Trout fishing is one of the park’s selling points. Each year Bob’s Creek and its tributaries are stocked with farm-raised trout. The optimal time for catching delicious trout is from late-April to mid-June, although the early fall months also offer a few fishing options. Remember to take your fishing rod and tackle box in your RV when you visit. You are required to purchase a fishing license whether online or in person if you are over the age of 16. If you do not have a license, you will be able to participate in one of the many free fishing days that the park offers. In order to go out on the water, you will need a boating permit along with the registration documents for your boat.
The trails with an orange diamond are open for horseback riding, while the rest of the trails are for hikers and bikers. These trails pass through the hunting grounds. The park does not offer to board horses, but there are a few boarding houses in the surrounding area where you can keep your horse or rent a horse for the day. Please remember that all horseback riding trails are on the right side of the park and you are required to wear a helmet and proper riding equipment at all times.
The multi-purpose trails are open all year for those who wish to go mountain biking. So remember to pack your bike on the back of your RV when you go. If it is your first time hitting the trails try the Homestead Trail. This trail is hardly two miles long and has only a few inclines for new riders. If you are more experienced you can try the Rock ‘N’ Ridge Trail. It is mostly an uphill ride taking you to one of the highest points in the park. Remember to take plenty of breaks and be considerate of other visitors who are also using the trails.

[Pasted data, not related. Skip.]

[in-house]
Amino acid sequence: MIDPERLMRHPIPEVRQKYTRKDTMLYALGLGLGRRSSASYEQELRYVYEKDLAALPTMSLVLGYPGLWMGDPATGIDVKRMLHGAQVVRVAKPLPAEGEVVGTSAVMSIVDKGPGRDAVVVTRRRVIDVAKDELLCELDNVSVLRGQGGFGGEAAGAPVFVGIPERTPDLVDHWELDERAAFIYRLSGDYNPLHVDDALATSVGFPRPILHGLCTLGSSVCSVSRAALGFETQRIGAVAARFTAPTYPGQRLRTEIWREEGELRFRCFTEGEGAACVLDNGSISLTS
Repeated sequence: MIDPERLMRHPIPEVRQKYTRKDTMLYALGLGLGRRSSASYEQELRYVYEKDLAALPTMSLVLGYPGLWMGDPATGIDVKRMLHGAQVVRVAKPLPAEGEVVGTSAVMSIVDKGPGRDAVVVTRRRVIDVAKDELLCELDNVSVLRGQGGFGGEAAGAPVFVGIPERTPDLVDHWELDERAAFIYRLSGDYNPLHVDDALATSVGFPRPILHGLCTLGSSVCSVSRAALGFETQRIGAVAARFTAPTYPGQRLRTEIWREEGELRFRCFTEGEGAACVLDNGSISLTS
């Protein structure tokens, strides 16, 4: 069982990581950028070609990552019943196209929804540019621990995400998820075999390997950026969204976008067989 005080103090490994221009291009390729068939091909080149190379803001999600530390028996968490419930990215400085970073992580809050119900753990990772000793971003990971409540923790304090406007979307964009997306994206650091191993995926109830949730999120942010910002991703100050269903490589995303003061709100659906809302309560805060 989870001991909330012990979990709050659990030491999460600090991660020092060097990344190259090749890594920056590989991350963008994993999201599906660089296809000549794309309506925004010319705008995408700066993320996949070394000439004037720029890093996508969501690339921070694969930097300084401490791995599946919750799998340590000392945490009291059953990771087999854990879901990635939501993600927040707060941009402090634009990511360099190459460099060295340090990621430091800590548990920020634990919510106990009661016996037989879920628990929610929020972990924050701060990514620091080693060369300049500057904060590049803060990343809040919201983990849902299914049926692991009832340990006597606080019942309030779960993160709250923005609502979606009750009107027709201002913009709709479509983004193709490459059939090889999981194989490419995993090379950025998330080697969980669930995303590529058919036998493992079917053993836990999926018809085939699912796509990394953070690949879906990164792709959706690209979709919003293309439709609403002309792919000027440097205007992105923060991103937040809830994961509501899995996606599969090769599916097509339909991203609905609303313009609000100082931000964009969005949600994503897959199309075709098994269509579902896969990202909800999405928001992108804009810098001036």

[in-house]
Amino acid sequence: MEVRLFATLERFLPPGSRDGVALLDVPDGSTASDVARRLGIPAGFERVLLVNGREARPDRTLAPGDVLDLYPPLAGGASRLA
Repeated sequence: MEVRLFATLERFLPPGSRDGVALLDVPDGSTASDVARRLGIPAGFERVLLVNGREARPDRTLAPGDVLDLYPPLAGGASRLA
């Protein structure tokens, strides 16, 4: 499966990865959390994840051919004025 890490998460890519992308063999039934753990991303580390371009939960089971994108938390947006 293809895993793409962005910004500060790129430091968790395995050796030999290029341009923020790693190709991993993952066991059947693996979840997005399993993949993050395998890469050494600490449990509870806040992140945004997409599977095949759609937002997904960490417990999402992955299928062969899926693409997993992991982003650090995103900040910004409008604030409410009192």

Each season has something beautiful to offer at Blue Knob State Park. In the fall and winter months, you can spend a few moments watching the leaves change color or spying a deer in search of food. The spring and summer months offer beautiful songs written by the songbirds or you can watch new cubs and offspring learn the rules of the wild. Remember to pack your binoculars and a sturdy pair of walking shoes in your rig. Carry a camera, a map of the park, snacks, and a water bottle with you when you hit the trails. Please remember to leave nature undisturbed and pick up any trash you may find on the trails and around the park.
There are more than 15 miles of trails for you to explore on your visit to Blue Knob State Park. One of the more difficult hiking trails is the Mountain View Trail, but it has a worthwhile view where the trail ends. You will need extra sturdy hiking boots for this rugged and steep five-mile trail. Remember to carry a map of the park and a water bottle to keep you hydrated on your hike.
Take your pirate ambitions to new heights and go hunting for treasures with your band of loyal mateys. To go geocaching requires an adventurous spirit, a pen/pencil, your favorite pirate footwear (preferably sturdy walking boots), a GPS device, a water bottle, and your own personal treasure to trade for your new discoveries. Before exploring, make sure you know the cache logging rules. Remember to leave each area as undisturbed as possible to keep the great treasure hunt alive.